Viewpoint above Hellbrunn Palace
There’s a viewpoint at the top of the hill in the garden of Hellbrunn Palace. It offers a more distant view of Salzburg and its white fortress, but you get more of the landscape and the grounds of Hellbrunn from above.
View from Hohensalzburg Fortress
Finally, the view of Salzburg’s Baroque rooftops and giant cathedrals from Hohensalzburg Fortress is spectacular. The only reason we liked it less than the view from Mönschberg should be obvious: it lacks the view of the fortress itself. 🙂
Is the Salzburg Card worth it?
First of all, we are no advertisers for the Salzburg Card. On the other hand, we happily used it when visiting the city as it was a good option for public transport, museums and castles. These visitor cards are worth checking out whichever touristy city you visit. They almost always worth the price if you plan to visit at least some museums. And it was very well worth for us in Salzburg.
It includes free public transport in the city, and with the card we could get free tickets to all the places we wanted to visit, too: Hohensalzburg Fortress (except the Prince’s Chambers), Hellbrunn Palace, the DomQuartier, the Christmas Museum… It even included a ride with Mönchsberg Lift.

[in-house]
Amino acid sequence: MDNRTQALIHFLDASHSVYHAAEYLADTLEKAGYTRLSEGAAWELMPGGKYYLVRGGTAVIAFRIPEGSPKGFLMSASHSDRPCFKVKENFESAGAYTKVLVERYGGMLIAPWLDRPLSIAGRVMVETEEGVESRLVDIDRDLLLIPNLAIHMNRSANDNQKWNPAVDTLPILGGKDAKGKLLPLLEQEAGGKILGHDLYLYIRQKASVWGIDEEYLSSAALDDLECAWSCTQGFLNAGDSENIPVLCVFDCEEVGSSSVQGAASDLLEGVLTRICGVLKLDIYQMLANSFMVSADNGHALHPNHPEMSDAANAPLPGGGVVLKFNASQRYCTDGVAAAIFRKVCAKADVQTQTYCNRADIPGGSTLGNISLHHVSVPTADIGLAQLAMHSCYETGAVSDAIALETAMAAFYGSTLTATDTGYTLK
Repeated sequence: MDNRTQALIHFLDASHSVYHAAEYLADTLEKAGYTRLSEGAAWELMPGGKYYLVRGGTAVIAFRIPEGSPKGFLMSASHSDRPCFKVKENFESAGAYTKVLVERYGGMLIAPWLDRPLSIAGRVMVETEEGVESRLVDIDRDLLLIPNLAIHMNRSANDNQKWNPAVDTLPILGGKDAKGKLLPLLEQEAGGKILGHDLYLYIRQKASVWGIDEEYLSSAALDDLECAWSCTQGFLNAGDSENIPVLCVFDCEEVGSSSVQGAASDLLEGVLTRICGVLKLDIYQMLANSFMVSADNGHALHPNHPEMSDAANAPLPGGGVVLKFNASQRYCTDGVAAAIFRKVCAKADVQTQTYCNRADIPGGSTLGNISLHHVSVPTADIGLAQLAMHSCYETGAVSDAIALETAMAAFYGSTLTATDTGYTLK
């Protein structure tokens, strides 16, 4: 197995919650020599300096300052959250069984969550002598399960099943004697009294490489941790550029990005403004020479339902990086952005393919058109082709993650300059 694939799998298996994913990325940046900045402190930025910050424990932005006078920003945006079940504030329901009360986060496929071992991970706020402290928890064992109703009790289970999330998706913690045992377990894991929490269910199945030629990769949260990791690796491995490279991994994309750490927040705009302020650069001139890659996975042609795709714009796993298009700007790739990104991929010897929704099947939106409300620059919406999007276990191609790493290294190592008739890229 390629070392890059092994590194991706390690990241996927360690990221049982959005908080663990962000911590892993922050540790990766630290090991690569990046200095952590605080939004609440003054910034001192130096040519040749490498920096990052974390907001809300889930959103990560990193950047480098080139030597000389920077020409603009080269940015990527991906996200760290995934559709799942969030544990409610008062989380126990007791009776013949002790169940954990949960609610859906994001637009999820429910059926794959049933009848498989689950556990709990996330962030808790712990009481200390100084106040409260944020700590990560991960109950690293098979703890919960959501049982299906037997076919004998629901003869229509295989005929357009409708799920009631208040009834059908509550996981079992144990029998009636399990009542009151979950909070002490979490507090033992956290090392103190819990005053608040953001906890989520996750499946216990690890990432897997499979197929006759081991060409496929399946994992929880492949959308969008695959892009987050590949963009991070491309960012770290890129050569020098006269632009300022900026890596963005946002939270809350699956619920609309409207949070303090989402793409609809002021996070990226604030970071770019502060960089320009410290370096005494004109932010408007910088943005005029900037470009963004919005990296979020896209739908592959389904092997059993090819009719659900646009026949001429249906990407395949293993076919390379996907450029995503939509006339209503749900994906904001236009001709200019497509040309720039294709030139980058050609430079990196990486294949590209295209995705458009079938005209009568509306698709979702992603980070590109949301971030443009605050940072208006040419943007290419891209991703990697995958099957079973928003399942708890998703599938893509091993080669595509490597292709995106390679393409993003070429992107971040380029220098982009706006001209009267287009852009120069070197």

That’s not to say it’ll worth for everyone. It depends on where you stay, how often you plan to use public transport (the historical center is quite walkable, however, Hellbrunn Palace is not walking distance from there), how many museums and castles you plan to visit. You can check the details here and decide for yourselves.
How many days do you need?
Our answer to this is always the same annoying one: it depends… It depends on the number of museums and castles you’d like to visit. It depends on your travel style (whether you start your day at 8 or 11 am, whether you eat your lunch for 2 hours in a nice restaurant or just buy some street food to stuff your face while walking around).
We spent 2 days in Salzburg, and all that we mentioned above fit in. (You bet we don’t wake up at 11 am or spend hours in restaurants though.) And we are more or less satisfied with that. Given more time, we could have visited the Museum of Natural History (Haus der Natur) or the Zoo. But wait, we actually had more time. We spent that time doing some amazing day trips that we found just as exciting as the city itself.
Day trips from Salzburg
Sorry, this is just a teaser. This post is already long enough. But another long, fat post is now ready to tell you all about the charming castles, alpine lakes, waterfalls and hiking opportunities we found in the area. Read it here!
Have you visited any Austrian cities? Would you like to visit Salzburg?